Fast-forward a few years. As a therapist and a mom, I hear about many more and more kids either being cyber-bullied or doing real stupid things with their phones and online. How can we protect them? Is it just about more and better software that we need? A week or so ago, I found out about a new software called Familoop Safeguard  4, the tool highlights suspicious people and events for parents’ attention. I read that the product protects children and teens from accidentally or intentionally exposing themselves to pornography, adult or violent content, whatever device kids or teens may be using to access the Internet. I have not tried the product and I do not know how it works. As you know, so far in my household, it is husband the keeper of computer rules and safety. But, it seems that Familoop Safeguard has an interesting feature, which sets it apart from Net Nanny and other widely known parental controls software. It merges the conversations from different social networks, instant messengers including Skype, emails and phone calls with a single person into one place and binds all conversations to people. Such approach allows you to get the whole story of conversations with any particular person regardless of the communication type. I have not tried any of the products mentioned above and I do not know if I will but, as a therapist and a mother, I am all for keeping children and teens safe. Safe means different things, different tools and different ways of acting for each family, according to each person’s role and character in the family and according to the culture you come from and where you live. We must find what safety is all about and how to protect our youth. Ignoring a situation is never a good policy. Not knowing what your child does in the computer is never helpful.  Is it just about the right software?  I am sure not. There is no software that can make up for open communication, family time, knowing where your child is and what she does when she is in her room alone. But, depending on each family, and their situation, software might be an important tool. And in the spirit of openness, and  in trying to understand what is out there to keep our families safe, I may have the conversation about software with my husband one more time, this summer… And now, back to Chloe who is being Cyber-bullied.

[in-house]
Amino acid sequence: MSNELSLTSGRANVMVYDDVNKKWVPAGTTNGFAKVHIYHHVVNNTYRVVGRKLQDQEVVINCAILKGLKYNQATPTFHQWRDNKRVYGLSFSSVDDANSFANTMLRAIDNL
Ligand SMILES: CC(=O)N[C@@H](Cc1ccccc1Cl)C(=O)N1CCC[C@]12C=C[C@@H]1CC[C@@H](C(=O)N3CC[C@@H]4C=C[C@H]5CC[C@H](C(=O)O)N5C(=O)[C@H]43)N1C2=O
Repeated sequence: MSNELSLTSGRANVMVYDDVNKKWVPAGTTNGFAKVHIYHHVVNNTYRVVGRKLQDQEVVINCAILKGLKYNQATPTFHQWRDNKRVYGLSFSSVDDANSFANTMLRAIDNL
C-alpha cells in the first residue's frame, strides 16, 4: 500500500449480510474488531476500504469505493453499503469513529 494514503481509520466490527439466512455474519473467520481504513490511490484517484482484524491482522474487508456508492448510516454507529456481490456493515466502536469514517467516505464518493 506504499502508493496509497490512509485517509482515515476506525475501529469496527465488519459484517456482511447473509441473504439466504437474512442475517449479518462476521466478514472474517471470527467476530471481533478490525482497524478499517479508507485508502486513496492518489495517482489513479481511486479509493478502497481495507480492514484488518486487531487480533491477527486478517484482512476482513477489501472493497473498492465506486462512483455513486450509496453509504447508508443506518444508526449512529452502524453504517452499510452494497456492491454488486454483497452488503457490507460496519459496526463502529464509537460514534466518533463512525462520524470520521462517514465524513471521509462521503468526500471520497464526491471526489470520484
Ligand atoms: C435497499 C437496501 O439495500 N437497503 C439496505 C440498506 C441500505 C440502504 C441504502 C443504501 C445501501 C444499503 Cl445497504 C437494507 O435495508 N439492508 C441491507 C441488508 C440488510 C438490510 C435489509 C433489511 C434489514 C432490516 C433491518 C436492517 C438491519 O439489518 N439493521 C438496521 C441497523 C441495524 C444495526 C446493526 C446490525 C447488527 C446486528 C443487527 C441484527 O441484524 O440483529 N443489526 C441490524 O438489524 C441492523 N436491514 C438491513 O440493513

Your Daughter is being Cyber-Bullied: What Can You Do?

If you were Chloe’s parent you could do the following:

  • Tell her you understand how terribly difficult her situation is right now.
  • Assure her that this situation will not last forever.
  • Let her know you are on her side.
  • Figure out if she is at the point of needing psychological or psychiatric help.
  • Find out how long has the cyber-bullying been going on for.
  • Do not ask her what has she done that propelled this situation.
  • Do not tell her to ‘just not look at her computer’.
  • Meet with the principal and offer to start a bullying-free zone at school.
  • Offer to help the school have a cyber-bully free culture, which entails consequences for bullying or cyber-bullying.
  • Offer brainstorming with her or the school to start a club for kids who stand against bullying.
  • Help her to go to a support group for teens that are cyber-bullied.
  • Offer the help of a therapist.
  • Evaluate with a therapist whether she needs to leave the school or not.
  • Assure her of your love for her.
  • Explain to her the obvious: Life sucks sometimes!
  • Hold on to the hope that she has now lost.
  • As a parent, know too, that this too, shall pass!

My heart goes out for all kids and parents who have gone through the ordeal of bullying or cyber-bullying. Ask for help, know that there is help out there and truly trust, that there is life after cyber-bullying!